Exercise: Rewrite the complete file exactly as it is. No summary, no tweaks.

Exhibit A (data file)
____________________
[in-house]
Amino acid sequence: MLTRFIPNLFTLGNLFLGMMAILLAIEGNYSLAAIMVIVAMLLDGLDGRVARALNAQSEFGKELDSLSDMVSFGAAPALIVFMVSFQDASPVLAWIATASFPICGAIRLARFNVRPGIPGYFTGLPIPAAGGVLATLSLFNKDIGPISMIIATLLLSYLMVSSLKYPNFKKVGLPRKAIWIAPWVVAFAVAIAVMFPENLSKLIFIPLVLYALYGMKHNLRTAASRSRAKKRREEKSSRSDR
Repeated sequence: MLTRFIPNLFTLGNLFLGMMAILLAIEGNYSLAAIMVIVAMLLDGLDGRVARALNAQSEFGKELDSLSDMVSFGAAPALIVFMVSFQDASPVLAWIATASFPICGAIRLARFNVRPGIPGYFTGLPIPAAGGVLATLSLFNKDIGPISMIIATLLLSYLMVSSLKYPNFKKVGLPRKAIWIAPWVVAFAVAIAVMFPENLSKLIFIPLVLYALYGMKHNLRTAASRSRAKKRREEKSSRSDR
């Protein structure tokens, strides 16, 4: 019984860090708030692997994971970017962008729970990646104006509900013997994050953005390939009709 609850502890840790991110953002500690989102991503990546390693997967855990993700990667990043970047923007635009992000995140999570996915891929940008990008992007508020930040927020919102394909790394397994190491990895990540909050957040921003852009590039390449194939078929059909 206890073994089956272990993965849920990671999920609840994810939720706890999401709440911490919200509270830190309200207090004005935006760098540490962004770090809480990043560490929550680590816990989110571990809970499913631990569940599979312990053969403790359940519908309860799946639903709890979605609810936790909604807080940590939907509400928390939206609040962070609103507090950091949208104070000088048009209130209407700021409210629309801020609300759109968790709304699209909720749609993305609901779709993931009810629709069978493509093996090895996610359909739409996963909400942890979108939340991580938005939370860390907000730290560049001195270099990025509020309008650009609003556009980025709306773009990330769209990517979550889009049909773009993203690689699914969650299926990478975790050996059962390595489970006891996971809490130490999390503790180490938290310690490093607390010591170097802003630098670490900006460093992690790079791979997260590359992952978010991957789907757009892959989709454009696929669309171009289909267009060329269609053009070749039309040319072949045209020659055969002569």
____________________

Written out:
[in-house]
Amino acid sequence: MLTRFIPNLFTLGNLFLGMMAILLAIEGNYSLAAIMVIVAMLLDGLDGRVARALNAQSEFGKELDSLSDMVSFGAAPALIVFMVSFQDASPVLAWIATASFPICGAIRLARFNVRPGIPGYFTGLPIPAAGGVLATLSLFNKDIGPISMIIATLLLSYLMVSSLKYPNFKKVGLPRKAIWIAPWVVAFAVAIAVMFPENLSKLIFIPLVLYALYGMKHNLRTAASRSRAKKRREEKSSRSDR
Repeated sequence: MLTRFIPNLFTLGNLFLGMMAILLAIEGNYSLAAIMVIVAMLLDGLDGRVARALNAQSEFGKELDSLSDMVSFGAAPALIVFMVSFQDASPVLAWIATASFPICGAIRLARFNVRPGIPGYFTGLPIPAAGGVLATLSLFNKDIGPISMIIATLLLSYLMVSSLKYPNFKKVGLPRKAIWIAPWVVAFAVAIAVMFPENLSKLIFIPLVLYALYGMKHNLRTAASRSRAKKRREEKSSRSDR
């Protein structure tokens, strides 16, 4: 019984860090708030692997994971970017962008729970990646104006509900013997994050953005390939009709 609850502890840790991110953002500690989102991503990546390693997967855990993700990667990043970047923007635009992000995140999570996915891929940008990008992007508020930040927020919102394909790394397994190491990895990540909050957040921003852009590039390449194939078929059909 206890073994089956272990993965849920990671999920609840994810939720706890999401709440911490919200509270830190309200207090004005935006760098540490962004770090809480990043560490929550680590816990989110571990809970499913631990569940599979312990053969403790359940519908309860799946639903709890979605609810936790909604807080940590939907509400928390939206609040962070609103507090950091949208104070000088048009209130209407700021409210629309801020609300759109968790709304699209909720749609993305609901779709993931009810629709069978493509093996090895996610359909739409996963909400942890979108939340991580938005939370860390907000730290560049001195270099990025509020309008650009609003556009980025709306773009990330769209990517979550889009049909773009993203690689699914969650299926990478975790050996059962390595489970006891996971809490130490999390503790180490938290310690490093607390010591170097802003630098670490900006460093992690790079791979997260590359992952978010991957789907757009892959989709454009696929669309171009289909267009060329269609053009070749039309040319072949045209020659055969002569």